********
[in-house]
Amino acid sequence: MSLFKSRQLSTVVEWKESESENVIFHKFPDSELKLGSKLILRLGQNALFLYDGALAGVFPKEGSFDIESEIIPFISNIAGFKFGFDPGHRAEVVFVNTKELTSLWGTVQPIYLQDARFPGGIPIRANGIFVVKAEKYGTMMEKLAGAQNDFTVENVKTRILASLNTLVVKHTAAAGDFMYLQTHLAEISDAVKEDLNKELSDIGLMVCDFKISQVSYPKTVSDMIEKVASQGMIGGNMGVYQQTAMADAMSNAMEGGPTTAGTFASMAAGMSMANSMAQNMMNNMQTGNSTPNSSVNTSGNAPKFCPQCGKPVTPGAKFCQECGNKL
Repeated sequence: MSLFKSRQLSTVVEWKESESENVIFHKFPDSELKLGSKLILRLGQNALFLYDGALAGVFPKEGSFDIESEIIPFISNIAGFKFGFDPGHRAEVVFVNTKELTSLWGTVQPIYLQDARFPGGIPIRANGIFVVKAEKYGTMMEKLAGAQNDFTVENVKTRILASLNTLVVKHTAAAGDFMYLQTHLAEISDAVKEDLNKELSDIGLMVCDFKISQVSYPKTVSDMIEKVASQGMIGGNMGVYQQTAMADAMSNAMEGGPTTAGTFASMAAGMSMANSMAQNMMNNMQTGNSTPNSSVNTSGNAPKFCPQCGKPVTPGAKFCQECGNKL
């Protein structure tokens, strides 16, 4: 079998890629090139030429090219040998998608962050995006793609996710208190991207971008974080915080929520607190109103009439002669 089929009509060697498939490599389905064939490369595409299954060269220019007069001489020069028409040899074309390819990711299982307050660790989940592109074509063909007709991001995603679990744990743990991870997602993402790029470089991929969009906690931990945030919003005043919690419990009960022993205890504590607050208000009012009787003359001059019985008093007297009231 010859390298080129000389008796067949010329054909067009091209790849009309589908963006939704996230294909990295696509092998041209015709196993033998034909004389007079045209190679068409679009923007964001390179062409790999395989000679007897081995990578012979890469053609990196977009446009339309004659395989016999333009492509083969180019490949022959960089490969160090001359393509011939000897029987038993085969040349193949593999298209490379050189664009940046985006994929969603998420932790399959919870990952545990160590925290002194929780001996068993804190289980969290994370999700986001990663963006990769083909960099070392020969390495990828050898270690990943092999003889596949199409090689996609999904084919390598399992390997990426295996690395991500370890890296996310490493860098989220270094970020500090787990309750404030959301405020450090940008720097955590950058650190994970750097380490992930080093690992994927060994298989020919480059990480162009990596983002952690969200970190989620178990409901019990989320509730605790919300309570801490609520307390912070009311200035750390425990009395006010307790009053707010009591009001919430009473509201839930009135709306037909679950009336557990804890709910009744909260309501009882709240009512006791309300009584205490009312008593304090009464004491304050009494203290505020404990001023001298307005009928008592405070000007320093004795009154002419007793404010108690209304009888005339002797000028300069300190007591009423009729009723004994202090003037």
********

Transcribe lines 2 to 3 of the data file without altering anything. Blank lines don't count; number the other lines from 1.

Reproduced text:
Amino acid sequence: MSLFKSRQLSTVVEWKESESENVIFHKFPDSELKLGSKLILRLGQNALFLYDGALAGVFPKEGSFDIESEIIPFISNIAGFKFGFDPGHRAEVVFVNTKELTSLWGTVQPIYLQDARFPGGIPIRANGIFVVKAEKYGTMMEKLAGAQNDFTVENVKTRILASLNTLVVKHTAAAGDFMYLQTHLAEISDAVKEDLNKELSDIGLMVCDFKISQVSYPKTVSDMIEKVASQGMIGGNMGVYQQTAMADAMSNAMEGGPTTAGTFASMAAGMSMANSMAQNMMNNMQTGNSTPNSSVNTSGNAPKFCPQCGKPVTPGAKFCQECGNKL
Repeated sequence: MSLFKSRQLSTVVEWKESESENVIFHKFPDSELKLGSKLILRLGQNALFLYDGALAGVFPKEGSFDIESEIIPFISNIAGFKFGFDPGHRAEVVFVNTKELTSLWGTVQPIYLQDARFPGGIPIRANGIFVVKAEKYGTMMEKLAGAQNDFTVENVKTRILASLNTLVVKHTAAAGDFMYLQTHLAEISDAVKEDLNKELSDIGLMVCDFKISQVSYPKTVSDMIEKVASQGMIGGNMGVYQQTAMADAMSNAMEGGPTTAGTFASMAAGMSMANSMAQNMMNNMQTGNSTPNSSVNTSGNAPKFCPQCGKPVTPGAKFCQECGNKL